looking at my own graveyarded maps id probably only push 3 maps anyway from this
clayton
the part about spread reqs acting as effort barrier to immortalize/promote maps doesn't feel to me like a good reason to argue for them, wouldn't any other systemic thing that requires effort also meet this end? why does it have to be a spread requirement?

I'm not sure it even makes sense. we're just talking about the requirement to make extra diffs in some cases. removing this wouldn't change anything about the ranked process regarding the map(s) that mapper wants to have promoted in ranked

yaspo wrote:

This is supported by that yes, spread requirements are in some way a hurdle needing to be crossed to enter the "official" content stream. By slowing down the amount of content released, maps that do get ranked get appropriate attention.
wht vinxis said, i think the change in rate is both exaggerated and not meaningful.

I'm fairly certain that the popularity of newly-ranked maps these days does not come from their limited time exposure near the top of the ranked listing or w/e, there is a LOT that factors into new maps rising to popularity and having done some related study for Loved I am biased to thinking it is more social reasons than osu systems, for maps that already share the same ranked status.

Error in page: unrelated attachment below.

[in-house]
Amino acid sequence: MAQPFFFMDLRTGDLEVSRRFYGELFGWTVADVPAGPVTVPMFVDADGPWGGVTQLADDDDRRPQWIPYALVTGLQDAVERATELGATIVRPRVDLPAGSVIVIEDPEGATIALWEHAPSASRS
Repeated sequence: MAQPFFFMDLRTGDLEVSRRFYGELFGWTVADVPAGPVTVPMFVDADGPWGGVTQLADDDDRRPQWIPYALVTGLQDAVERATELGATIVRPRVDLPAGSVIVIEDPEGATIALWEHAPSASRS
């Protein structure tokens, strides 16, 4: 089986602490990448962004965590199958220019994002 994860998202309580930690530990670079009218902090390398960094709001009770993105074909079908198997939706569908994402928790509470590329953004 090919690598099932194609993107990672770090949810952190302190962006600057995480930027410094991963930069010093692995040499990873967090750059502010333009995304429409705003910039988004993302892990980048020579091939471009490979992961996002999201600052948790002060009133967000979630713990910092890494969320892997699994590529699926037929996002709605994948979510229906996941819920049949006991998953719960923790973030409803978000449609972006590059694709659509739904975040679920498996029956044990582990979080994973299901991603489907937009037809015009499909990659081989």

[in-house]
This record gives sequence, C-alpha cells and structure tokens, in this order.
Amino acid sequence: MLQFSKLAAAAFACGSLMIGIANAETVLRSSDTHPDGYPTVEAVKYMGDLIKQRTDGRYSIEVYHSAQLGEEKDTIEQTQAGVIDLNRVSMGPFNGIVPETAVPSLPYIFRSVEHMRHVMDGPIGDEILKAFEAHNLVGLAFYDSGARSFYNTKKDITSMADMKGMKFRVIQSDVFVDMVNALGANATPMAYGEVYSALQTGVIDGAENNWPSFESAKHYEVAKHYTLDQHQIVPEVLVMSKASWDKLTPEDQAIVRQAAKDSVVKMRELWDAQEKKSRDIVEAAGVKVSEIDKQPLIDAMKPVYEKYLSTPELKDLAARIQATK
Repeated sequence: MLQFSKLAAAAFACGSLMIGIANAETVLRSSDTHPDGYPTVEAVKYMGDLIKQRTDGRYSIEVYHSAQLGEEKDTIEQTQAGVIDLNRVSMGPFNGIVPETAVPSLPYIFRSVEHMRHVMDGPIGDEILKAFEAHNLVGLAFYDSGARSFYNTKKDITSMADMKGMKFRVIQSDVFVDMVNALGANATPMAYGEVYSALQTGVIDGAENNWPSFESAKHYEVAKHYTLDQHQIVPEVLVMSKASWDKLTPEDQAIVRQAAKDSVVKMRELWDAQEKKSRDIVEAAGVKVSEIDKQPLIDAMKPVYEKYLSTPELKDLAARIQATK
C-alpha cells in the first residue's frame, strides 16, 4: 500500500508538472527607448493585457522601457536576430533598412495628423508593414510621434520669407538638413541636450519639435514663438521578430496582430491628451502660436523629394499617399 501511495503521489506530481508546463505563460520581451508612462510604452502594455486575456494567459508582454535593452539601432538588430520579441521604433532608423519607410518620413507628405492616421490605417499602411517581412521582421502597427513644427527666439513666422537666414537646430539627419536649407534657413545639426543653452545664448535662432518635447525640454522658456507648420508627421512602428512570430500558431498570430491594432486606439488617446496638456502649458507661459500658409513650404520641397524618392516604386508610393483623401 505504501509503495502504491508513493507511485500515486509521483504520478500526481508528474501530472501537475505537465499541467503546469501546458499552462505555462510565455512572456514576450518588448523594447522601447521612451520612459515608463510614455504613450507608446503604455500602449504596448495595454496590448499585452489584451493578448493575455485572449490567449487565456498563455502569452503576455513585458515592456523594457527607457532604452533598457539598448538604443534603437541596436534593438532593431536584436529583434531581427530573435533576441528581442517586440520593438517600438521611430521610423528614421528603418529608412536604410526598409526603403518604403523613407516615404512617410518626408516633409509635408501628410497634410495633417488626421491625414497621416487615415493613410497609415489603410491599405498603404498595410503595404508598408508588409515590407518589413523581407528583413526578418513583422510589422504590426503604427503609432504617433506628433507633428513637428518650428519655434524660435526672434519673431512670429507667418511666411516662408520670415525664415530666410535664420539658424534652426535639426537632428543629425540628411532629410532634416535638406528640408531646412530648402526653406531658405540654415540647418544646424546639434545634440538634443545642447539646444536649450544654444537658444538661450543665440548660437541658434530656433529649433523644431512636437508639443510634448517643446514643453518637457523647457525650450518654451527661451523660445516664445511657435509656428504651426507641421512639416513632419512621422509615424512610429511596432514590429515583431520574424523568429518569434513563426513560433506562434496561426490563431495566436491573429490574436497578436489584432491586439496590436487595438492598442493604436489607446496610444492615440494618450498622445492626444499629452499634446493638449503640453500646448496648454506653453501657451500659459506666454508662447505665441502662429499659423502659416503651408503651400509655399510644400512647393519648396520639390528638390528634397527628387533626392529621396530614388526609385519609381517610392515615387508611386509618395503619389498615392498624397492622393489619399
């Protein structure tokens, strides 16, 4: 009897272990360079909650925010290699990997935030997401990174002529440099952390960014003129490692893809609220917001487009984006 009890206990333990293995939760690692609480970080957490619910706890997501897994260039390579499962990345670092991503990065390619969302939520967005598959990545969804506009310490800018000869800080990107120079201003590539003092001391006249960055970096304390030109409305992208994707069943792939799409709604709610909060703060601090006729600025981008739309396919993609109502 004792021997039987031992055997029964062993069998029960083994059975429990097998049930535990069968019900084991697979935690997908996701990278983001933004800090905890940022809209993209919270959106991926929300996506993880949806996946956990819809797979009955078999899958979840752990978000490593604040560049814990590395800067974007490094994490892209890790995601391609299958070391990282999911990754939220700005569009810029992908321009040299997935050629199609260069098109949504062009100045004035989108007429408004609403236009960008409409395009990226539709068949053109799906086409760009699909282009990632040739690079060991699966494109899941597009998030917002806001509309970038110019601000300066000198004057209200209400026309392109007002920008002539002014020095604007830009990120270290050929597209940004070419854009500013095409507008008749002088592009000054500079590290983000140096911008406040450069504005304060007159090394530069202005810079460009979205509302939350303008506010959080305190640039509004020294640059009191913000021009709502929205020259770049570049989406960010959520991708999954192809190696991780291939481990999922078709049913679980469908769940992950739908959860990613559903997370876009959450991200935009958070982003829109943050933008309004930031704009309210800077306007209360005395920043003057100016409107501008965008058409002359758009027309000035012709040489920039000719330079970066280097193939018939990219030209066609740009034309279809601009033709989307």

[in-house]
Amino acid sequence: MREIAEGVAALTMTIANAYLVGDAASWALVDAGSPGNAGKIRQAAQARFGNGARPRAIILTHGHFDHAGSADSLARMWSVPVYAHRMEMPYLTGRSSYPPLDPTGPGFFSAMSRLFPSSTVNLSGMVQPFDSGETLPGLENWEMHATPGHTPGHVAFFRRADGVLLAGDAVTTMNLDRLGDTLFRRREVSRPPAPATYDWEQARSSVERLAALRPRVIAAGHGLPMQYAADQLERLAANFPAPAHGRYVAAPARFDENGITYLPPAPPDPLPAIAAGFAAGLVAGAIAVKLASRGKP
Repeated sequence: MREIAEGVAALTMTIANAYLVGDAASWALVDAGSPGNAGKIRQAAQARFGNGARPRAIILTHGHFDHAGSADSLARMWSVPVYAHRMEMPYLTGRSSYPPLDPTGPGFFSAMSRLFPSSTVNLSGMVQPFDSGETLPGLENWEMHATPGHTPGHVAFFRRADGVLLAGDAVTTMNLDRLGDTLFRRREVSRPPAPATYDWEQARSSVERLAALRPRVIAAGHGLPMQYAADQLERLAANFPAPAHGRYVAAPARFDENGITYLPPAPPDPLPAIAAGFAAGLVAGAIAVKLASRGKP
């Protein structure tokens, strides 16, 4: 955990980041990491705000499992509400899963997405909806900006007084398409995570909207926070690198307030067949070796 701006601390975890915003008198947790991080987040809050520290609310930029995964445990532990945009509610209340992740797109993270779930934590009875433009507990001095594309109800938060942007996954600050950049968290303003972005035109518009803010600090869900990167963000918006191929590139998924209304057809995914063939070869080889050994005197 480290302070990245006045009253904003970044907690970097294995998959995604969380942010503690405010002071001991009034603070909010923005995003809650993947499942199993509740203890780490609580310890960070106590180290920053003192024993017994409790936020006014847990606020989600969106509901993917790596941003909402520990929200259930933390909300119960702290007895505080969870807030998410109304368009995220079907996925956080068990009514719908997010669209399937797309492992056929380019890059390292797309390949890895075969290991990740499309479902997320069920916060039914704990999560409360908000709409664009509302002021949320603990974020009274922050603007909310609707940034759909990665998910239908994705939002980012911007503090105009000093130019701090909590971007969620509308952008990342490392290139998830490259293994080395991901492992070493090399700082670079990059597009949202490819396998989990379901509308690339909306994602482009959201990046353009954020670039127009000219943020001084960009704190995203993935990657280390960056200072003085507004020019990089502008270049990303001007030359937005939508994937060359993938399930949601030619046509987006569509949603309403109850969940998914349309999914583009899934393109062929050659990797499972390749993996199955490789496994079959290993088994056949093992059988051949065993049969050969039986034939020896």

but source required on that one lol so maybe I will do some more lookin into stats more to make sure that's not a dumb assumption

---

can definitely see some artists or types of music having significantly less or even no low diffs mapped without some extra incentive or requirement.

this, along with some things Nao and Serizawa mentioned in their last posts, I can understand as justification for spread req. from the viewpoint of defending to keep a system that already meets some desireable outcomes, but I don't see why it is treated like only option to do the same things or why it has to be exactly like this

let's say spread req. wasn't a thing already and then we ran into the above issue. I feel like my thoughts to address it wouldn't be to mandate more low diffs from people who don't give a shit lol. ranked doesn't need to be analogized to a public works system to be a useful construct as-is, just a way to freeze maps for leaderboards, promote them a bit, and ensure minimum level of technical "quality"